بسم الله الرحمن الرحيم
In this chapter, the Prophet performs his hijrah journey and settles in Madina. The author discusses the spiritual meaning of hijrah, what tawakkul is in Islam and how the Prophet formed the first Islamic community.
Some interesting things I learned from this chapter:
1. During hijrah, the Prophet demonstrated a perfect example of tawakkul. There was careful planning for the trip. They headed towards Yemen first to mislead Quraysh, they hid in Thawr cave for a few days (while food and updated were delivered to them by Abu Bakir’s children) and they booked a trustworthy knowledgeable non-Muslim guide, Abdallah ibn Urayqat. When the Prophet and his companion where subjected to the test of vulnerability, when the Qurayshians were about to find them in Thawr cave, the Prophet said, “Have no fear, for God is with us.”
2. During hijrah, the Prophet made sure that he owed nothing to anybody. He bought his camel, Qaswa, from Abu Bakir. He refused gifts and he gave back all the deposits he held. I think this has to do with the concept of hijrah.
3. The Prophet first reached the small village of Quba, where he stayed 3 days and started building the first mosque. Then he headed toward Yathrib, stopping at Ranuna valley to perform the first Friday prayer and start building the second mosque. As soon as he reached Yathrib, building a mosque also initiated. The author states, “Once built, the mosque becomes the axial space of the Muslim spiritual community in which it is situated, but it also expresses the reality of settlement, of acceptance of the hosting space, which is then turned into a space for oneself, a home.” Thus, a mosque tells of meaning, direction and settlement.
4. Exile helped form a clear distinction between Islamic principles and cultural practices. By accepting many of Yathrib’s customs, like the love for singing (some form of poetry reading) or the fact that women are more present in society, the Prophet teaches us to remain faithful to Islamic principles while learning to adopt a flexible and critical approach to culture.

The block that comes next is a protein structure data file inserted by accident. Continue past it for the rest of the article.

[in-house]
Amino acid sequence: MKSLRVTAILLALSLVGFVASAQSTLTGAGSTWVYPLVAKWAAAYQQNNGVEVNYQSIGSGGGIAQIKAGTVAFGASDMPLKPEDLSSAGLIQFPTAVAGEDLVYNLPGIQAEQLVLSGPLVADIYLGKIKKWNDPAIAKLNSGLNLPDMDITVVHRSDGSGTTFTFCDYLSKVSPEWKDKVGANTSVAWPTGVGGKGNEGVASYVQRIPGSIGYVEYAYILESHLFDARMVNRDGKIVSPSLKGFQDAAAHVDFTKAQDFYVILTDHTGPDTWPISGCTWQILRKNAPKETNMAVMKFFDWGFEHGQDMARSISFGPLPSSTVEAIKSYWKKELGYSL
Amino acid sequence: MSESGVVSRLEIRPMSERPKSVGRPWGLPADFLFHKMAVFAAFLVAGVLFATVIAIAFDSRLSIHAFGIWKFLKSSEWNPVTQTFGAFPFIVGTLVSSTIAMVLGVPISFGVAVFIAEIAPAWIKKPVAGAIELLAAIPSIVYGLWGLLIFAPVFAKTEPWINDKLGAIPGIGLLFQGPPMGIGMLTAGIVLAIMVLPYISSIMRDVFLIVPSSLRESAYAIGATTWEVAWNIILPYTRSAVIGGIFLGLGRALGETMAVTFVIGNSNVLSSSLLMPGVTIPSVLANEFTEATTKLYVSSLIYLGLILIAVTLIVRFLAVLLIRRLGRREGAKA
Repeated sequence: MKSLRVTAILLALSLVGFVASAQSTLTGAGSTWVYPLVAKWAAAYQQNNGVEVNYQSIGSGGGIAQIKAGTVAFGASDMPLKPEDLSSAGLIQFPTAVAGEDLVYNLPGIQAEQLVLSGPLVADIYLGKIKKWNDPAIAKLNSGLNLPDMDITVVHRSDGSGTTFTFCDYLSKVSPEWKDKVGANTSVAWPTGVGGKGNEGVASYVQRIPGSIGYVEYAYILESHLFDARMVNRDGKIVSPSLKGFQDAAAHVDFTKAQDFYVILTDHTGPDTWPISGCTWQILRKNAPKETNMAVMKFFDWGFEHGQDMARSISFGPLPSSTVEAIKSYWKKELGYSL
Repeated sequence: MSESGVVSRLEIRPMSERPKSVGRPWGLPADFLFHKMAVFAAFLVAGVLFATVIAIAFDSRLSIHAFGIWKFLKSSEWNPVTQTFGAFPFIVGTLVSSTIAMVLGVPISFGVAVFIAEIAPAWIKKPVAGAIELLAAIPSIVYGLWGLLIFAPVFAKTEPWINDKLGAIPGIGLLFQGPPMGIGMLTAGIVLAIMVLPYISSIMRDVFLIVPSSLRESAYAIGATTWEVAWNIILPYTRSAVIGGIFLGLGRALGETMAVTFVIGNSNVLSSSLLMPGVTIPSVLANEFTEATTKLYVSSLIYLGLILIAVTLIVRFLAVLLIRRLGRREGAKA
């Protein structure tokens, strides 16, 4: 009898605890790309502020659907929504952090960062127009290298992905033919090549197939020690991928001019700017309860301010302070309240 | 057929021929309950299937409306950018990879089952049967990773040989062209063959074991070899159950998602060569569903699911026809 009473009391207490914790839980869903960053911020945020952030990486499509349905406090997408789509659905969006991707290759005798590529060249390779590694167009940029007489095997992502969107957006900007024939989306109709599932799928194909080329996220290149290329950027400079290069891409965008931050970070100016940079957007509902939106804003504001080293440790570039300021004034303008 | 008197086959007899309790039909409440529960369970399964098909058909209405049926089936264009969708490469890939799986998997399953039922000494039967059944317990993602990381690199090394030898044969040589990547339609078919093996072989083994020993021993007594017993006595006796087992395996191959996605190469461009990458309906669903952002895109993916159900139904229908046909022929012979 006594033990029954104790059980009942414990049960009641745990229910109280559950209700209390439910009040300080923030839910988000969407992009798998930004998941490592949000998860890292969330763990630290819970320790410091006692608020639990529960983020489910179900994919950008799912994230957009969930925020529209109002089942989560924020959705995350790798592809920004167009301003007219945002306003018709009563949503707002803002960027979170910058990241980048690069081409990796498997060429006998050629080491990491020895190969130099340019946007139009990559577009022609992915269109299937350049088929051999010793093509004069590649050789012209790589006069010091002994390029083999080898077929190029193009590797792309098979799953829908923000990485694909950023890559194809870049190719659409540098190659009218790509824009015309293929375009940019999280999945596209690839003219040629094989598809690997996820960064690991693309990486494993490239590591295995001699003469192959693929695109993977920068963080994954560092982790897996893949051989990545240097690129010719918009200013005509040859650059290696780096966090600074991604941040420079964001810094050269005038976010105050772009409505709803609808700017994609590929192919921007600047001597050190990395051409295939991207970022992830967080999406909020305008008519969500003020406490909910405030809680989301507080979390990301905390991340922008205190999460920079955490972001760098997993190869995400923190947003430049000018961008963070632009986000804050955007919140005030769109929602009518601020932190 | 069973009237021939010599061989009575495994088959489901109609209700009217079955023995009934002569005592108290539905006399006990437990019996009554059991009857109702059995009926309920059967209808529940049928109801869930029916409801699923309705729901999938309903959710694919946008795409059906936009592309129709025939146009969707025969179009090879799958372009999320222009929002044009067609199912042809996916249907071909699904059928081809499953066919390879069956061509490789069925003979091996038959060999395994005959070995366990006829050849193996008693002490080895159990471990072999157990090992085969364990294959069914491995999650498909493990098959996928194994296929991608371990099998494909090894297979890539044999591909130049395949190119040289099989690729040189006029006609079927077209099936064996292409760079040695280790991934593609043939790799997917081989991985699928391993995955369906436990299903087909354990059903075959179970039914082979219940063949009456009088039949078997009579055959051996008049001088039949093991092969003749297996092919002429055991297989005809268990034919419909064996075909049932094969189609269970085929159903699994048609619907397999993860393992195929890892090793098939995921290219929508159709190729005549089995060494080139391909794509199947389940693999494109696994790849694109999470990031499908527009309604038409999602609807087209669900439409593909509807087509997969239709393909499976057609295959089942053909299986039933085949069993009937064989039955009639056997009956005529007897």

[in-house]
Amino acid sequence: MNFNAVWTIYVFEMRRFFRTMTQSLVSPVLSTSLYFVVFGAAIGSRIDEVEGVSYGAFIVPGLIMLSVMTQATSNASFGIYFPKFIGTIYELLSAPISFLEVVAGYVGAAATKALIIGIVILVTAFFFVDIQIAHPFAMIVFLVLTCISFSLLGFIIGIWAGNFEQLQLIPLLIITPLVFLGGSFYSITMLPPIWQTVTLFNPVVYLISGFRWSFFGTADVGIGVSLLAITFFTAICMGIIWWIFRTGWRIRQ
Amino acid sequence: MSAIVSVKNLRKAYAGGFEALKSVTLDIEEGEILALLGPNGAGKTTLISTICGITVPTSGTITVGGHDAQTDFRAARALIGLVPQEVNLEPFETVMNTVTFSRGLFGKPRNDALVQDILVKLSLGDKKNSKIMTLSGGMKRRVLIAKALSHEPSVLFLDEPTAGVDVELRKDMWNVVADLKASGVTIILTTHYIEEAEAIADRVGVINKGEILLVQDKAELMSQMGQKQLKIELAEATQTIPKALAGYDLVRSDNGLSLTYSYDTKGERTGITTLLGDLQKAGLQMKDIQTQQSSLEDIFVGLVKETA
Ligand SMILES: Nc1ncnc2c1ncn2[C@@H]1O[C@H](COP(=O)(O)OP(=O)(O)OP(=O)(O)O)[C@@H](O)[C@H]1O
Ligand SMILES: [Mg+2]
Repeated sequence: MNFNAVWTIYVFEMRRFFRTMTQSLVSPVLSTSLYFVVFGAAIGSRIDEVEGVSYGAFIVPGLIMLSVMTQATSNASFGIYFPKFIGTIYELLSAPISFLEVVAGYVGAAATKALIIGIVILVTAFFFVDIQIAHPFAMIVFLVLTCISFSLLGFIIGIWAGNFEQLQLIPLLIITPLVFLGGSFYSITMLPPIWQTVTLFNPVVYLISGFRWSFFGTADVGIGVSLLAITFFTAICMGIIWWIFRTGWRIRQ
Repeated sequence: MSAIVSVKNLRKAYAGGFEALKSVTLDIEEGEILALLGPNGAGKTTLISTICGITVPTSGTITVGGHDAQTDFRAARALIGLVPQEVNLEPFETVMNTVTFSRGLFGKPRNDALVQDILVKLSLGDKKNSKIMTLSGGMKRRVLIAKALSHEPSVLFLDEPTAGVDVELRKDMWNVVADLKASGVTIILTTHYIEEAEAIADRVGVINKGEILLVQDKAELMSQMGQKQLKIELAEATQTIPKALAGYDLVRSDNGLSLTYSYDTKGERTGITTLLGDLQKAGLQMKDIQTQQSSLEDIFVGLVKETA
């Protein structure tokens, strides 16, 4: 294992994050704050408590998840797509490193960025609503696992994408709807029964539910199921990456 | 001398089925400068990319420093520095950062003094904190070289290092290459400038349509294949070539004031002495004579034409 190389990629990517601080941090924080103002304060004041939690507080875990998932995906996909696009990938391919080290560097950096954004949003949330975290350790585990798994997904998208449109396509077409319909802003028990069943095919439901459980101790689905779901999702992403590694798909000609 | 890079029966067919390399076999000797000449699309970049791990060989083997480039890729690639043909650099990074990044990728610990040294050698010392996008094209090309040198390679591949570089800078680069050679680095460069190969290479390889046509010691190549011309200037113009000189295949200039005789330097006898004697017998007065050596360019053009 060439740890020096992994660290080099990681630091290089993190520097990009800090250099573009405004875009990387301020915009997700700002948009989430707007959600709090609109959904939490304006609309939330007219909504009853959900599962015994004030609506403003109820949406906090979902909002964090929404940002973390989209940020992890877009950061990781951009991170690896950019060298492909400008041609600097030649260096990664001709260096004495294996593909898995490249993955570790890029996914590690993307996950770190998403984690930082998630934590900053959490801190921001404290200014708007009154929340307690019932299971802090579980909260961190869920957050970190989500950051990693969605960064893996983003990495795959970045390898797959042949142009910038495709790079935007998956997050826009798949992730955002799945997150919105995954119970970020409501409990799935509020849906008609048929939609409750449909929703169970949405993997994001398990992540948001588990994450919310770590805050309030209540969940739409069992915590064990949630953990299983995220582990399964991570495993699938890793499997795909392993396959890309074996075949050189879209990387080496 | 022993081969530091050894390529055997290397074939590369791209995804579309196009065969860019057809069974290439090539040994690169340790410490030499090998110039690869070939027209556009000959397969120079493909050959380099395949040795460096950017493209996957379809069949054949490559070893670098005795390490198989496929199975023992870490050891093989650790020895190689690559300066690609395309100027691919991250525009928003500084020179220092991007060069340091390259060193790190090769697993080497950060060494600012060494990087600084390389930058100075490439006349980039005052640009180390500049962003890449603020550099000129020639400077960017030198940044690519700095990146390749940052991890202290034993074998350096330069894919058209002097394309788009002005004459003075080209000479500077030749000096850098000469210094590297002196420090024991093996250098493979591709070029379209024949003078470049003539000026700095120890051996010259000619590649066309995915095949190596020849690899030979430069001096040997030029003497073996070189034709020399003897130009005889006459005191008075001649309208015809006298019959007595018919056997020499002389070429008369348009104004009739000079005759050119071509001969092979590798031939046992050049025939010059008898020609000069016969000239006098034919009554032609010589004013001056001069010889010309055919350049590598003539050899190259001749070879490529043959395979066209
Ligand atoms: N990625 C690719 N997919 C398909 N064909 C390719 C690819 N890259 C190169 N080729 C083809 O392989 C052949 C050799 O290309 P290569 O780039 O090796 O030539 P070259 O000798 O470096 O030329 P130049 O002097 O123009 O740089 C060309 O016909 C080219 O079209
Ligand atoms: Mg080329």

5. Emigration to God can take place in our lives too, spiritually. Emigration or exile liberates oneself and opens the door to a lot of soul-searching. It is leaving all physical, not depending or relying on it, and returning to oneself, building some intimacy with God and pondering on life beyond space.
Through You, I return to myself and I am free.
6. The Prophet focused on spreading peace when he first arrived to Madina. He drew up a mutual assistance agreement between the Muslims and the Jews who lived in the oasis. The covenant text states, “They have the same rights and the same duties.” Contracts and written agreements are very important things in Islam.
7. The Prophet never forced anybody to convert. He treated the Muslims and Jews equally before the law. He respected them.
- A young Jew stuck around the Prophet because he enjoyed his company. The Prophet never asked him to convert. On his death bed, the Jew asked his father to permit him to become Muslim, and he did.
- A Muslim at some point thought he could blame a Jew for a theft he had committed. An 8 verse revelation was sent to denounce his act and reveal the Jew’s innocence.
8. Some people announced their Islam to gain political or social power, since Islam has become the upper hand. Those were the hypocrites, a danger from within. Abdallah ibn Ubbay from Khazraj and Abu Amir from Aws were suspected to be hypocrites. No action was taken against them, but people were weary when dealing with them.
9. The pact of brotherhood built extraordinary love and unity between the Muslims.
10. The Prophet was trying to think of a way to call for prayer. He thought of imitating the Jews and Christians by using a bell or a horn. Then, one day, Abdullah ibn Zayd came to the Prophet to tell him about a dream he had. The dream dictated the Islamic way of calling for prayer and the Prophet recognized that the vision was genuine. He asked Bilal to perform the call for prayer for his voice was beautiful.
… at-tawakkul ala Allah: responsible exercising all the qualities each one of us has been granted and humbly remembering that beyond what is humanly possible, God alone makes things happen.